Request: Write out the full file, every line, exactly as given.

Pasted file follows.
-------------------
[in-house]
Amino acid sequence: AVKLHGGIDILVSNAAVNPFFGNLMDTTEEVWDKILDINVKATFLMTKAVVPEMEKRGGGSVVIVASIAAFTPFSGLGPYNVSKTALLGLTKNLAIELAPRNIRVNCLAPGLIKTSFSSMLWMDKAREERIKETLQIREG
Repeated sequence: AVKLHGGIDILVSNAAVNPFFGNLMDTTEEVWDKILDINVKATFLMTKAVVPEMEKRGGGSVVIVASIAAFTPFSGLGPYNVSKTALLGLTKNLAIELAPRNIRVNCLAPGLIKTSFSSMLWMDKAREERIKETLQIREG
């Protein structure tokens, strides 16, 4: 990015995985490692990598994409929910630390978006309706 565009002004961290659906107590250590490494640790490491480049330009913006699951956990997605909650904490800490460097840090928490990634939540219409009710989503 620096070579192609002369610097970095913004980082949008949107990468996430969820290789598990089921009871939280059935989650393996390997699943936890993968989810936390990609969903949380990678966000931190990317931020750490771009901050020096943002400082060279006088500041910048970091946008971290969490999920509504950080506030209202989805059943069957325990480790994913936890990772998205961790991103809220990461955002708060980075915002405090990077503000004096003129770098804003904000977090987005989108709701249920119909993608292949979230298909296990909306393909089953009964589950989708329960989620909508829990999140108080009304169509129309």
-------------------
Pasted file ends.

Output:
[in-house]
Amino acid sequence: AVKLHGGIDILVSNAAVNPFFGNLMDTTEEVWDKILDINVKATFLMTKAVVPEMEKRGGGSVVIVASIAAFTPFSGLGPYNVSKTALLGLTKNLAIELAPRNIRVNCLAPGLIKTSFSSMLWMDKAREERIKETLQIREG
Repeated sequence: AVKLHGGIDILVSNAAVNPFFGNLMDTTEEVWDKILDINVKATFLMTKAVVPEMEKRGGGSVVIVASIAAFTPFSGLGPYNVSKTALLGLTKNLAIELAPRNIRVNCLAPGLIKTSFSSMLWMDKAREERIKETLQIREG
């Protein structure tokens, strides 16, 4: 990015995985490692990598994409929910630390978006309706 565009002004961290659906107590250590490494640790490491480049330009913006699951956990997605909650904490800490460097840090928490990634939540219409009710989503 620096070579192609002369610097970095913004980082949008949107990468996430969820290789598990089921009871939280059935989650393996390997699943936890993968989810936390990609969903949380990678966000931190990317931020750490771009901050020096943002400082060279006088500041910048970091946008971290969490999920509504950080506030209202989805059943069957325990480790994913936890990772998205961790991103809220990461955002708060980075915002405090990077503000004096003129770098804003904000977090987005989108709701249920119909993608292949979230298909296990909306393909089953009964589950989708329960989620909508829990999140108080009304169509129309």